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Alexandre Koyré and the Traditional Interpretation of the Anthropological Consequences of the Copernican Revolution

Chapter

Abstract

Koyré’s work being situated, chronologically speaking, between the end of the definitive structuring phase (1925) for the traditional interpretation of the Copernican Revolution and the appearance of its first and most accomplished lines of questioning (1969), we felt it appropriate to examine to which extent his work endorses this interpretation or, on the contrary, to which extent it makes way for its reassessment. An analysis of his interpretation of the Copernican Revolution in itself raises a number of issues which, although sparse and often obscure, attest to a certain distancing with respect to the traditional interpretation without, however, leading one to consider the need for an entire reassessment of it. Thus, even though Koyré, being aware of the axiological reversal that occurred between geocentrism and heliocentrism, is able to appreciate all the ambivalence of the geocentric position of our abode (the best and the worst), he however fails to perceive the full importance of the planetary centrality that geocentrism already bestows upon the Sun, just as he overlooks the consequences resulting from this axiological inversion, namely, the availability of various interpretation frameworks for the anthropological consequences arising from the transition from geocentrism to heliocentrism. While his analysis of the Copernican Revolution therefore provides us with ample incentive to question the pertinence of the traditional interpretation, his thesis on “the spiritual revolution of the 17th century” seems, however, inclined to uphold the merits of this interpretation. Nevertheless, given that the first consequence which he draws from it, namely, the divorce between the world of science and the world of life, seems to us to be philosophically plausible albeit of little historical foundation and that the second, the retreat of the Divine, seems, on the contrary, historically sound although neither philosophically nor theologically credible, we thought it more reasonable to conclude that the Koyrean work does not serve to confirm the traditional interpretation in itself but only its suitability with respect to the thinkers of the twentieth century, amongst which Koyré is undoubtedly an emblematic figure.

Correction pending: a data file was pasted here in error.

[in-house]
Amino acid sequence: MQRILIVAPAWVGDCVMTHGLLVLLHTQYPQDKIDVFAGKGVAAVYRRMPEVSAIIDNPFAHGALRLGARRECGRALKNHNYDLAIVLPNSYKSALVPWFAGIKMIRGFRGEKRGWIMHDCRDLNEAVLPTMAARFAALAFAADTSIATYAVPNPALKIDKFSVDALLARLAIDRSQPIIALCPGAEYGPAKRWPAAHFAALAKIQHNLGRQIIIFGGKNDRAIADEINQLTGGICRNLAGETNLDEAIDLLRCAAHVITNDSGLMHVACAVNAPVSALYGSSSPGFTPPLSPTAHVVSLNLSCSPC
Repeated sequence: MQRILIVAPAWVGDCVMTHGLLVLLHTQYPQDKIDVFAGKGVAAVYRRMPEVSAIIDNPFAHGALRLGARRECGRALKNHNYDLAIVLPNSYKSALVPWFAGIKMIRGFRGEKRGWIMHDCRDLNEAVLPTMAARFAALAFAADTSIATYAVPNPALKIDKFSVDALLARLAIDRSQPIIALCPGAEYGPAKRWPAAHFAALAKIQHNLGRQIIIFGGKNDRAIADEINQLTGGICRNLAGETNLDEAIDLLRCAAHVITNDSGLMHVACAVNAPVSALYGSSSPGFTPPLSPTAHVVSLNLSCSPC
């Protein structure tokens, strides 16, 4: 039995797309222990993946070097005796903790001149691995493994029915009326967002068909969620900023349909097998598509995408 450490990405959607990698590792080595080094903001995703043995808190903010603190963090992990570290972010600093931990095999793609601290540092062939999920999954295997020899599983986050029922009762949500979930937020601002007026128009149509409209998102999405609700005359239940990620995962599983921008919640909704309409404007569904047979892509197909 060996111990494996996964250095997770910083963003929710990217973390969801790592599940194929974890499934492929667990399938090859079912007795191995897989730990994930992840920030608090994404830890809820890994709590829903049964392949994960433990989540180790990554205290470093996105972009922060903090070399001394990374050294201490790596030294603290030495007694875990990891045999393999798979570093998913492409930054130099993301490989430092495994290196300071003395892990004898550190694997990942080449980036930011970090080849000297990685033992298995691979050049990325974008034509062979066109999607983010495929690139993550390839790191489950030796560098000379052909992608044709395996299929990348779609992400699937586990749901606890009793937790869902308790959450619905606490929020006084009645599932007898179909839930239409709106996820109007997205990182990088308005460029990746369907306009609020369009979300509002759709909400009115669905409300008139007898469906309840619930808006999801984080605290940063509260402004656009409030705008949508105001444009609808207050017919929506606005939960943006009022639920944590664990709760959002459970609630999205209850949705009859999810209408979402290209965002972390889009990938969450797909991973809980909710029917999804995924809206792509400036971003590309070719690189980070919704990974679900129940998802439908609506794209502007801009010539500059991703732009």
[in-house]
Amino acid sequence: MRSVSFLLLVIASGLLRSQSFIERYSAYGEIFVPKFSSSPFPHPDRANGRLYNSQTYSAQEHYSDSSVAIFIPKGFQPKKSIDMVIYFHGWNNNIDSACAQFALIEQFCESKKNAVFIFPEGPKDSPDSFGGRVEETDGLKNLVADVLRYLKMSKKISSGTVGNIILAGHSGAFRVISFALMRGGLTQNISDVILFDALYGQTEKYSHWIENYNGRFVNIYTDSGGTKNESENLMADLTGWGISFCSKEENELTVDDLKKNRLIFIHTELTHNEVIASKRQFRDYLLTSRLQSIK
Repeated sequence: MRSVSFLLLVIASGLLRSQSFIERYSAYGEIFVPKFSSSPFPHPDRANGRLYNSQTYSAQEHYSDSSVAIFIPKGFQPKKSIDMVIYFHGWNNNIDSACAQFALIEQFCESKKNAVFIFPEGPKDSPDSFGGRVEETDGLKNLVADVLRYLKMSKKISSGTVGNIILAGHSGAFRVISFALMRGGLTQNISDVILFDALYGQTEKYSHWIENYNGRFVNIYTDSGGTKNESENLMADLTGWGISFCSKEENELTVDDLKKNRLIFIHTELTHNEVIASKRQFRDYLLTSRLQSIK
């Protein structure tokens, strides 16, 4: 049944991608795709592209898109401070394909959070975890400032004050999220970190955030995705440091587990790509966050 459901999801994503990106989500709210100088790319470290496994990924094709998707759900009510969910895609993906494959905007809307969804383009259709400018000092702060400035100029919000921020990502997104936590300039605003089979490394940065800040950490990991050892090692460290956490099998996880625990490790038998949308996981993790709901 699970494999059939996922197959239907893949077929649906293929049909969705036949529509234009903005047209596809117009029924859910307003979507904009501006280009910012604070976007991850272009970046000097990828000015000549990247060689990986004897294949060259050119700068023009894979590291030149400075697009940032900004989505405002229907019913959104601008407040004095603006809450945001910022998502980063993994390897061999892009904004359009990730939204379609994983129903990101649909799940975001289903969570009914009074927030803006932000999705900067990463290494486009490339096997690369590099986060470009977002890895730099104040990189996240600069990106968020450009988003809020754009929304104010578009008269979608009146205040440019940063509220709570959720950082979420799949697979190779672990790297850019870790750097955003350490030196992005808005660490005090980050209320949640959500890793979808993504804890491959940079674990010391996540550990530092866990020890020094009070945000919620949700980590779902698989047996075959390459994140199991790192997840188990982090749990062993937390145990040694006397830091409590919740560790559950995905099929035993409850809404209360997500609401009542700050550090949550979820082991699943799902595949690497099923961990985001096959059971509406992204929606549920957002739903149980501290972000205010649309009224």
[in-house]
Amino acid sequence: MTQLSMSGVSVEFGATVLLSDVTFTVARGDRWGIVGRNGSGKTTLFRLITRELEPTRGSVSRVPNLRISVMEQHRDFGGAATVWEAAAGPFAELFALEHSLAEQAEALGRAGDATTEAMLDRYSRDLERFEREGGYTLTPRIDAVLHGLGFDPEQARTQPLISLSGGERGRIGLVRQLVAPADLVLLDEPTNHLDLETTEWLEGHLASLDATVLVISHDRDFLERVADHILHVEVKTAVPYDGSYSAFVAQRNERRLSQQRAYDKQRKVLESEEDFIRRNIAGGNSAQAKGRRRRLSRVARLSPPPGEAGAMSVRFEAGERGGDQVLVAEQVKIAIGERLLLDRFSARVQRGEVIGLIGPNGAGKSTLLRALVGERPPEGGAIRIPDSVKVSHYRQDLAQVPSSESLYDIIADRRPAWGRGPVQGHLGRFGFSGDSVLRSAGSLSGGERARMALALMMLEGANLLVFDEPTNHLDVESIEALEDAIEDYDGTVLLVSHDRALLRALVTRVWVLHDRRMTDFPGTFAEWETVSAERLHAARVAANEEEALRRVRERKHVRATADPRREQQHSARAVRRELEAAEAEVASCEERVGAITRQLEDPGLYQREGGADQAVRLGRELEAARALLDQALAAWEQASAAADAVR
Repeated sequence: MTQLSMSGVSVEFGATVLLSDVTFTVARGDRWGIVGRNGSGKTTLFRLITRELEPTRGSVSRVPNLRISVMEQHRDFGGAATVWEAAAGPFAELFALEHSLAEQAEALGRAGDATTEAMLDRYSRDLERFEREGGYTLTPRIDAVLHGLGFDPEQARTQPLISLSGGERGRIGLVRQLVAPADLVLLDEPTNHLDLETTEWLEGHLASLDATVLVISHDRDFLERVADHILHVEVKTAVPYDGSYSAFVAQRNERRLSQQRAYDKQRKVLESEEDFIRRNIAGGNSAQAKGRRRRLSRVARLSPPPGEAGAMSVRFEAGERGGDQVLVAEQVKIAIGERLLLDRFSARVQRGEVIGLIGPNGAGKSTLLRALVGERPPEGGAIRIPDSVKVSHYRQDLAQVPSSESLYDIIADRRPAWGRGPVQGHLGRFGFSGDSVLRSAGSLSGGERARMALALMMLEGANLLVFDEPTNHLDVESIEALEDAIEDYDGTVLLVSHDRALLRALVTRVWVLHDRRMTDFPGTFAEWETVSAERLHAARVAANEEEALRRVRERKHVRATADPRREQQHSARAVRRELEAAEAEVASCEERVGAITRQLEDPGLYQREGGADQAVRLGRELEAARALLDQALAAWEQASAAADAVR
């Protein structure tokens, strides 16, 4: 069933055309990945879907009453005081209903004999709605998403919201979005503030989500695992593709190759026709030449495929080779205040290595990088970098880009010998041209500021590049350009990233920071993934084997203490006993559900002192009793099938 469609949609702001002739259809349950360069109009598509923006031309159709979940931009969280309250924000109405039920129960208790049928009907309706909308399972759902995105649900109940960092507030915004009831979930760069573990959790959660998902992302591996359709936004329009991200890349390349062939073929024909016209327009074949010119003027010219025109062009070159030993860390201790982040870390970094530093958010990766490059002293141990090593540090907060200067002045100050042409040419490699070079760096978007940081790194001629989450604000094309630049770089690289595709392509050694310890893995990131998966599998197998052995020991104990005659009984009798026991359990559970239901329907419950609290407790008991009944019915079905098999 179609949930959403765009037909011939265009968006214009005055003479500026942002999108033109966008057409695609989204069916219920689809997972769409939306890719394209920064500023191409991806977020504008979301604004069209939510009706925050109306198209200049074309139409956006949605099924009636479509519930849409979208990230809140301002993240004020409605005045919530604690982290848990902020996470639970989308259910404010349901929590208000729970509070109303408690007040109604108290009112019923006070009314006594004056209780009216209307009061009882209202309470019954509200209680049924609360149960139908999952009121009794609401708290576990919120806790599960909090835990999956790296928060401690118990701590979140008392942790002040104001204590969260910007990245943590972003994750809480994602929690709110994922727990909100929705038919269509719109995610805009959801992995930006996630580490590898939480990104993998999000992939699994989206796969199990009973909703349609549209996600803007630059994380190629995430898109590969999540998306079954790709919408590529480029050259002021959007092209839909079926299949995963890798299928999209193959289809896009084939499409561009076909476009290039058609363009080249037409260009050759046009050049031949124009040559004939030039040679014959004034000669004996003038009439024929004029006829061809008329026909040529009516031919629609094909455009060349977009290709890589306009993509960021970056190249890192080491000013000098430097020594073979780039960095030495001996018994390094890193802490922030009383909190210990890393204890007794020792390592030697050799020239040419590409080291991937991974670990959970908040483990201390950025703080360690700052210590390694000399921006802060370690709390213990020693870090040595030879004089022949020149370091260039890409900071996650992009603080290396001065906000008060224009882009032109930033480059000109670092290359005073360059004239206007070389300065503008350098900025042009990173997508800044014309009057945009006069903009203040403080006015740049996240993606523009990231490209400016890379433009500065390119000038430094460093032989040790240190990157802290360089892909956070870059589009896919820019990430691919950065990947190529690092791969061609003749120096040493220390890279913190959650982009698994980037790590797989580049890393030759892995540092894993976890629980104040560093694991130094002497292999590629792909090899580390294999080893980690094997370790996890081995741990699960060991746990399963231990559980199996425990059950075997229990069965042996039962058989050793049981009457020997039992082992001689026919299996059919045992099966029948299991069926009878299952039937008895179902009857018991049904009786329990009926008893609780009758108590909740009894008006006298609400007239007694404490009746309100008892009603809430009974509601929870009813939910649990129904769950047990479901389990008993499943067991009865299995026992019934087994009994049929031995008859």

Keywords

Anthropocentrism Copernican revolution Destruction of the cosmos Divorce between science and life Geocentrism Heliocentrism Retreat of the divine Sun Topography 

Notes

Acknowledgements

I wish to thank Vincent Ligot, Director of the Paramedical Department of Montignies, and the Haute École Louvain–en–Hainaut (HELHa) for their support in the publication of this chapter.

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Authors and Affiliations

  1. 1.Haute École Louvain en HainautMontignies-sur-SambreBelgium

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